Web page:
Custom filtering (max instead of average)

Hi everyone, I need, for a very specific application, to do a custom filtering operation on textures.

I have vertical lines, with a non constant height, that are displayed 2D to the screen at a possibly different height. The lines use a texture, and I want this texture to be filtered using what could be called GL_MAX instead of GL_LINEAR (that will perform an average, and that is precisely what I don’t want), when minifying, and GL_NEAREST when magnifying. No problems for the GL_NEAREST, but I don’t know how I could do the MAX filter. The texture is float alpha format, and created dynamically from distant data each frame. I’m not using any mipmaps at the moment, and it would be better if it could stay this way (it avoids to generate mipmaps each frame).

I run on a 7800 GT, so I have access to SM3.0 and all. The only thing I can think of right now is to use a shader with multiple texture fetches to do that max operation, but the problem is that the height may be subject to change dynamically.

Would there be any kind of branching that could allow me to avoid developping a custom shader generator ? And what’s more, I need maximum speed …

Thanks for your thoughts,


The derivative commands ought to help in this case. I’m not certain that it would be slower to compute the mipmaps, for the following reasons (which are all really the same thing):

  1. simpler texture fetch (NEAREST_MIPMAP_NEAREST)
  2. completely regular resampling (constant ds/dx)
  3. probably don’t need to compute all mip levels
  4. no aliasing, coherent texture accesses

I guess it depends on the number of texels v. texture fetches. Put another way: is it worthwhile to precompute the filter?


I never gave a look to these derivatives.

For the mipmaps, yes, not all should have to be computed. But, I’ll have to compute them in software (no SGIS_GENERATE_MIPMAPS), to keep the MAX along the mip levels. This is a solution, but I fear it can be costly for the CPU, and the aim of this application is to put all possible computations on the GPU (the goal is 20% CPU usage).

What’s more, these vertical lines are rendered by block (1 to 10 lines, or so, are packed in a texture). So I’ll have to enable anisotropy so that no horizontal filter be applied, but this should be OK.

And, when I said destination height was not constant, it means that it can change at any time during the application lifetime, and the rendering has to adjust on the fly to that. The source lines are subject to change too, but this is not supposed to be frequent.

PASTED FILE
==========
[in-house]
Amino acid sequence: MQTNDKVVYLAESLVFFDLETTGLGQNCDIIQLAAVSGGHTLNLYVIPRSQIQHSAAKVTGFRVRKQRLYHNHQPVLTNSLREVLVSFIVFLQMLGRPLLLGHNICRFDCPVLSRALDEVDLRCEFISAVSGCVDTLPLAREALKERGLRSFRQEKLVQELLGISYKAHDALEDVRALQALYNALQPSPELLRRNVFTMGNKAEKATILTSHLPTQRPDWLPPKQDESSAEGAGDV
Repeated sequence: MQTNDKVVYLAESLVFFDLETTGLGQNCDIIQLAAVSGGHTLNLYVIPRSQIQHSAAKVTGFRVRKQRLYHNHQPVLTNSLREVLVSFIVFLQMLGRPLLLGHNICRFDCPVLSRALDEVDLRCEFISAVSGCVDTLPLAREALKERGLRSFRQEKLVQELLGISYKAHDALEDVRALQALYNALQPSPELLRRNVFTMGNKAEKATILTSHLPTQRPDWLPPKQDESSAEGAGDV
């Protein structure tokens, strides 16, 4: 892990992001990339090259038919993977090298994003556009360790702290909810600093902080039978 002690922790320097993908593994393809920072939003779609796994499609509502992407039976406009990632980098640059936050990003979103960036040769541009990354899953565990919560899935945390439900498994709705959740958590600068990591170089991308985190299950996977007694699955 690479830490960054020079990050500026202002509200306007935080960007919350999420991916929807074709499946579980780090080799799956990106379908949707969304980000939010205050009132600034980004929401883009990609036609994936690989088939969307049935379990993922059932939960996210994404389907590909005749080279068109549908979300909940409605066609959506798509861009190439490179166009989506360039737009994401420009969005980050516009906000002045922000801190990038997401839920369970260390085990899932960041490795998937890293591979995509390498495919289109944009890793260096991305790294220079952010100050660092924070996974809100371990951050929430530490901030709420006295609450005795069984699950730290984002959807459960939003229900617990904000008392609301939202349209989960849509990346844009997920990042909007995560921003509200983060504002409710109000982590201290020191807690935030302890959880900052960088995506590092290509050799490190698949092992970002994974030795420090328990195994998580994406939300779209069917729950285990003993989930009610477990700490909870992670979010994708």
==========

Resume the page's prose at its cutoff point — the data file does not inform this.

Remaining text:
Any more help for this ?


the max-operation needed while mipmap creation is very cheap, as you sample exactly 4 pixels for every pixel, in an interger grid. the complexity versus abitary scaling es even reduced, as you calculate the mip-levels recursively…

the transform on the GPU , although heavily accelarated, is complex because the number of samples taken may vary heavily. (as long you dont have exact margins, eg. use maximum one to two times magnification) without mipmaps in fact, there is NO guarantee the fragment shader could account for all sampled texels (as long its program is not very complicated and uses long conditional loops)

so mipmaps give more safety and are not as bad by cpu means i think, because mipmap the generation is no abitrary “scaling” but a very simple one.

Thanks dronus for your explanations.
The aim is really to save as most CPU as possible, not to get the best frame rate ever (well a minimum has to be).

There’s no exact margins, but there should not be a big ratio bewteen the heights, but it could happen in some rare case, so the application has to handle all possibilities.

I was thinking of sampling manually the texture in the shader, as many times as needed, with a loop. I’m not experienced at all with SM 3 and branching, so I don’t know how costly it can be, neither if this is complicated to implement or not. I’m supposed to render two 1600*1200 screens on a single 7800 GT or 6800 Ultra graphic card. If the shader is too complex, it could become a bottleneck, but if it leaves 60 fps and 20% CPU, then it’s a win.

I could compute the mip maps by hardware (rendering to screen at half resolution, sampling 4 times, computing the max, then grabbing the result, uplaod the mip level, and then rendering again, etc.), so I wonder what method would be most efficient. I have to precise that I get new data each and every frame, so the mip computation will happen each and every frame too, for the new datas.

Ho … and I’m using rectangle textures … I never played with rectangle textures + mipmaps, isn’t there a problem with this combination ?

Thanks for your input,